Welsh Newspapers

Search 15 million Welsh newspaper articles

Hide Articles List

4 articles on this Page


^Forftsn SBitfilltgntr?.

Jmperial flirliamgnt.

central iftisccUntil?.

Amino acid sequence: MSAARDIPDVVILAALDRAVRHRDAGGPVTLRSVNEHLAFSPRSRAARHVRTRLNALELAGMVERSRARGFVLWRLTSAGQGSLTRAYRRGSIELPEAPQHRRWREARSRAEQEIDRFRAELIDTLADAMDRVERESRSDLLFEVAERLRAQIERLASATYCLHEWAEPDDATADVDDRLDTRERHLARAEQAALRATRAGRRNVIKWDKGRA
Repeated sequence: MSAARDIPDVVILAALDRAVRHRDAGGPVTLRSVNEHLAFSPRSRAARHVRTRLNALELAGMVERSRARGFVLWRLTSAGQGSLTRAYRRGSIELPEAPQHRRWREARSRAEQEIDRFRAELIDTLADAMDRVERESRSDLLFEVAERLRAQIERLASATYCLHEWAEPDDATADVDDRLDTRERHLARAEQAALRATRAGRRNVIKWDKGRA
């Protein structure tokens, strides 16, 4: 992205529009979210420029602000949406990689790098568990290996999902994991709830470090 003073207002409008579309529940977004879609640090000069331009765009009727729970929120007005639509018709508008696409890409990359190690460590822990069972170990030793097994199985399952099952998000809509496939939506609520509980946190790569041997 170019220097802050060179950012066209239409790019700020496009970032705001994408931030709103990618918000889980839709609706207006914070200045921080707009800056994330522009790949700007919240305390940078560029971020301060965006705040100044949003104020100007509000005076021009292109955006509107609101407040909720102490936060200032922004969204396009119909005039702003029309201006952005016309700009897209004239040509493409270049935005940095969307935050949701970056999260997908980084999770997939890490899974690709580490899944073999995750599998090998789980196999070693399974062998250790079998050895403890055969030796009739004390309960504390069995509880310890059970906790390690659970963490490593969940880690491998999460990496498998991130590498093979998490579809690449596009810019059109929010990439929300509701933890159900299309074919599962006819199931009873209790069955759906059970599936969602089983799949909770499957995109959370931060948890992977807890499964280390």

central iftisccUntil?. MONEY MARKET.—THURSDAY EVENING.—Public se- curities have varied very little. Consols have been last sold for money at 9-tt, for the account at 93. Reduced Three per Cents. 95 j. The per Cents. New, 97~, and Exchequer Bills, 26 28 pin. Bank Stock has been sold at 203, and India Bonds are 32 p.n. There has been no decided feature in the market. doubts being entertained as to the precise effect which the measures proposed by Sir Robert Peel will ultimately have on prices. LATEST. -Consols for account 941 5. • In England and Wales the value of household ^furni- ture is £ 130,000,000, of wearing apparel £ 16,00),000, and of plate, jewels, &c., f 31,000,000. CONTRACT FOR BRITISH COAL BY THE FRENCH G04 VERNMENT. -On the 10th instant, the Minister of Marine in Paris closed his contract for 2,000,000 lbs. of English rock coal to be delivered at the ISLANDL^J^Martinique. M. 1 homas, jun., idow Durdesiaux, a^Liorsounour, of St. Malo, set in tenders at. the rate of -ts^Jd. the cw;s, andthcywerecontracters. The highest price asked was 5s. lOd. It is expec'ed that some very extensive contracts will be entered into, during the present year, by the Minister of Marines and Colonies, for British coat and a great competition is likely to take place between Messrs. Jackson of London, and the Newcastle eontracters, with those of Havre, Nantes and Bordeaux, who are all stri- ving to outdo the English, in the contract market, at the lowest prices possible. Accounts from Stockholm, of the 30th December, state that Sweden is suffering severely from the effects of scarcity of provisions. The greatest alarm lest a com- plete famine might ensue was felt iu many parts, parti- cularly in Upland. The Government had made Luge purchases of corn from Russia, and had likewise afforded pecuniary relief to the suffering peasantry. So urgent had been the distress, that the troops had been employed to break the ice, for the sake of facilitating the approach of corn-laden ships. The Chemins de Per says, it is well known that for a fleet to pass from the Mediterranean to the Straits of Dover, that is to say, from Toulon to the port of Cher-* bourg, the Straits of Gibraltar must be passed which arecomptetety commanded by England, by reason of her possession of Gibraltar. This necessity, which in case ot war would be extremely prejudicial to France, has induced M. Guillemon, of the engineers, to turn his at- tention to the subject. The carriage of a whole fleet overland" appears possible to this gentleman and he proposes to carry out his design in the following manner. A railway to be constructed across France, uniting tha two ports a submarine creek to be opened at each end the railway to he carried into this creek, which might be constructed as a canal, and a slight incline being given to the rails would bring up the ship to the run of the level of the rails. REMARKABLE FACT.—COMPETITION.—The situation of secretary to the Manchester Athenamm having become vacant, no fewer than 4l0 applicants sent in their cre- dentials !—Salary only £15G, But what is most curious in the matter, is the fact, and it is stated on the autho- rity of one of the directors, that out of 80 large a number there was uot a single application from a resident of Manchester.—Manchester Courier. W AR.—England spent 6o years in war, and 62 in peace, la*-6 ye;irs previous to the close of the last war in 1815. In the ^yar 0f we spent 36 millions ster- ling; in the war of the Spanish Succession, 62 millions; 111 the Spanish war, 54 millions; in the Seven Years War, 112 millions in the American war, 133 millions in the war of the French Revolution, 464 millions in the war against Buonaparte, 1159 millions; thus forming a total expenditure for war, in 127 years (from the Re- Vf on °n to ttle downfall of Napoleon in 1815), of 2023 millions of pounds sterling. M. de Pradt es- timates the loss of life sustained by the French forces in the six campaigns of the Peninsular war at six hundred thousand men. The loss sustained by the Spaniards and their allies was probably as great. Daring the war, many districts of the Peninsular were from time to time laid waste by the contending armies, and the inhabitants were victims to all the calamities and horrors thus pro- duced. The total destruction of human beings in this last war must have amounted to one million two hundred thousand. Poor RACE ion FORTY POUNDS.—Last week, the run- ing match between Jeukinson, better known as the London Stag," and Handley, of Nottingham, was decided near the Swan Inn, at Mitcham. They were matched to run three hundred yards of road. In betting, the men were backed at evens, respectively. Notwith- standing the uupropitious state of the weather many hundreds were attracted to the race. After several ineffectual stuarts, the men got away, and after a desperate struggle, Haudley succeeded the winning flag first by several yards, and carried off the honours. The 300 yards of road were covered by the winner in 42t seconds. GREAT FOOT RACK.—The foot race for £50 aside between Butler and East, two well-known pedestrians, came off on Monday at Hayes. In consequence of the presumed superiority of Butler, his backers gave East live minutes' start, in a distance of twenty miles, but not- withstanding these great odds, Butler wa3 the favourite in sporting cribs. Both men had been in active training for the last month, and considerable sums were bet at 5 to 4 on Butler; but, in consequence of a report which had gained circulation on Saturday night, that he had been taken ill, a change took place, and East enjoyed the favouritism at about the odds above quoted. The men appeared at the twelfth milestone on the U xbridge road, to walk to the thirteenth and back, at a little before two o'clock. Preliminaries having been arranged, East went away with his five minutes' start, at a smart, rattling speed, and was followed after the stipulated interval by Butler, at an equal, if not superior pace, and he gained twenty seconds in the first mile. In the second and third miles, however, he lost ground, but then, with slight variations, began to mend again and at the end of the tenth mile he had reduced the five minutes' start to four. East continued to pursue his course in capital style, and so obvious was it to men acquainted with such matters that Butler could not win, that 4 to 1 was freely ottered on East odds which increased in many instances to 6 and 7 to 1. In each succeeding mile East improved his advantage, and at the end of the eighteenth mile Butler resigned, his opponent being at the time nearly a mile a-head of him. East walked the remainder of the distance in order to claim, and completed the twenty miles in three hours fourteen minutes and ten seconds. Butler, it was stated, was attacked with cramp in the stomach two or three times during the race. TIIE IRON TRADE.—All branches of the iron manu- factures of South Staffordshire continue in undiminished activity, and it is expected that a further impetus will be given to the trade before the expiration of the present quarter. During the past week contracts for 120,0(10 tons of iron rails for the Great Western Company have been taken, a large proportion of which has been con- tracted for in our own district. This immense order- which, it must be borne in mind, is only a small portion of those that may be looked for from the railways which are all but certain to pass in the present session is re- quired for the Great Western main trunk and its numer- ous branches, including the Oxford, Worcester, and Wolverhampton line, the operations of which have already commenced at various points. Of these 120,000 tons, 45,000 are taken by tha Colebrook Dale Company 40,000 by the Plymouth Works, Glamorganshire 20,000 by Messrs. Malins and Rawlinson, of West Bromwich and 15,000 tons by the Chi'.lington Iron Company. We understand that these contracts have been regulated subject to the fluctuations of trade, but at the present prices they will realise more than £ 13 per ton. Taking, therefore, into account thp large supplies which will be required to meet the demand for British rail- ways, and the orders which may be looked for from the Continent, to complete the great lines under con- tract, we may, without indulging in any very sanguine speculations, safely conclude the present price of iron will, under any circumstances, lie fully maintained. There is not now, we are informed, a single ironworks of any description in South Staffordshire which is not in, constant operation, or if not fully employe 1, the circum- stance is attributable to the want of the ra v materials of manufacture, coal, and iron stone.—Hirmi tr/ltam Journal In the debate in the House of Commons on Fiiday night, Mr. Colquhoun having referred to Sir Robert Peel's professions "of a strong attachment, to the Church a strong regard for education, as connected with the Church, a strong regard for an aristocracy which he had not then found proud, and a very strong and deep attach- ment to the Crown, the maintenance of which he had not then found incompatible with a reformed House of Com- mons," Sil- Robert in his address to the house gave an explanation "I spoke of an ancient monarchy, a proud aristocracy, and a reformed House of Commons. Well, perhaps that was an inadvertent expression, and I wish I had the power, in matters of this importance, to weigh carefully every word which 1 might use. But I do assure the hon. gentleman, on my honour, that when I used the words proud aristocracy,' I meant to refer merely to those qualifications which entitle a great body to feel a just pride. It is not the pride of birth or the arrogance of manner to whic.i I wished to refer, but the superbiam quaeutam meritis. It was the pride founded on great services, on the exhibition of great talents, and on the exercise ot high functions, that I had in view and the last tiling which entered into my mind, was to use any expression at which the most sensitive person could pos- sibly take offence. I regret, however, that 1 did use the words; but I again declare, on my honour, that I never meant, by employing them, to convey the slightest insult." BRISTOL SUGAR MARKET, Jan. 28, 1846.- The trans- actions in Sugars have been so very trifling as scarcely to call for any remark or quotation, and there is little probability of any business of importance occurring until the great commercial policy of this country is settled. The few sales made have fully supported former prices.